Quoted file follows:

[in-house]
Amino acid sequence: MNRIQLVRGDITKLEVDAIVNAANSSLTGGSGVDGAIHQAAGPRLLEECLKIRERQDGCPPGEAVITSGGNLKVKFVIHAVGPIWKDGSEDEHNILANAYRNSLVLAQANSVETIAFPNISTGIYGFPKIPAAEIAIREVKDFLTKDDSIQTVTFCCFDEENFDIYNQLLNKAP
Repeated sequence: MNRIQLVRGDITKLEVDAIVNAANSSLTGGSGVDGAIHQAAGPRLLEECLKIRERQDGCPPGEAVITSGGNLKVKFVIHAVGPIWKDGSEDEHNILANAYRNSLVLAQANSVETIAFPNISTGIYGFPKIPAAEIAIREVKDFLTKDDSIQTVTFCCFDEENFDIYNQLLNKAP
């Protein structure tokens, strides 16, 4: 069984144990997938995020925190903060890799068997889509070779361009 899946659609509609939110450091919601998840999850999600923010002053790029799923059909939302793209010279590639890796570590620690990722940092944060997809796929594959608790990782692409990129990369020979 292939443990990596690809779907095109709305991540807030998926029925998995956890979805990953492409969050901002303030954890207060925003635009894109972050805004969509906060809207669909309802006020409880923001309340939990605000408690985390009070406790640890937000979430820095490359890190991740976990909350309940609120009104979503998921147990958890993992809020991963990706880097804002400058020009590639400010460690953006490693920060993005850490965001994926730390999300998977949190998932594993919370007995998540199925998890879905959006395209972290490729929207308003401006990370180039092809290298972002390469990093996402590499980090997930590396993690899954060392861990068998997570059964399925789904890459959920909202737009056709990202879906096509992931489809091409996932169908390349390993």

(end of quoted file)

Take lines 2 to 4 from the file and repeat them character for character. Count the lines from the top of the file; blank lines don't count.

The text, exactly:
Amino acid sequence: MNRIQLVRGDITKLEVDAIVNAANSSLTGGSGVDGAIHQAAGPRLLEECLKIRERQDGCPPGEAVITSGGNLKVKFVIHAVGPIWKDGSEDEHNILANAYRNSLVLAQANSVETIAFPNISTGIYGFPKIPAAEIAIREVKDFLTKDDSIQTVTFCCFDEENFDIYNQLLNKAP
Repeated sequence: MNRIQLVRGDITKLEVDAIVNAANSSLTGGSGVDGAIHQAAGPRLLEECLKIRERQDGCPPGEAVITSGGNLKVKFVIHAVGPIWKDGSEDEHNILANAYRNSLVLAQANSVETIAFPNISTGIYGFPKIPAAEIAIREVKDFLTKDDSIQTVTFCCFDEENFDIYNQLLNKAP
């Protein structure tokens, strides 16, 4: 069984144990997938995020925190903060890799068997889509070779361009 899946659609509609939110450091919601998840999850999600923010002053790029799923059909939302793209010279590639890796570590620690990722940092944060997809796929594959608790990782692409990129990369020979 292939443990990596690809779907095109709305991540807030998926029925998995956890979805990953492409969050901002303030954890207060925003635009894109972050805004969509906060809207669909309802006020409880923001309340939990605000408690985390009070406790640890937000979430820095490359890190991740976990909350309940609120009104979503998921147990958890993992809020991963990706880097804002400058020009590639400010460690953006490693920060993005850490965001994926730390999300998977949190998932594993919370007995998540199925998890879905959006395209972290490729929207308003401006990370180039092809290298972002390469990093996402590499980090997930590396993690899954060392861990068998997570059964399925789904890459959920909202737009056709990202879906096509992931489809091409996932169908390349390993």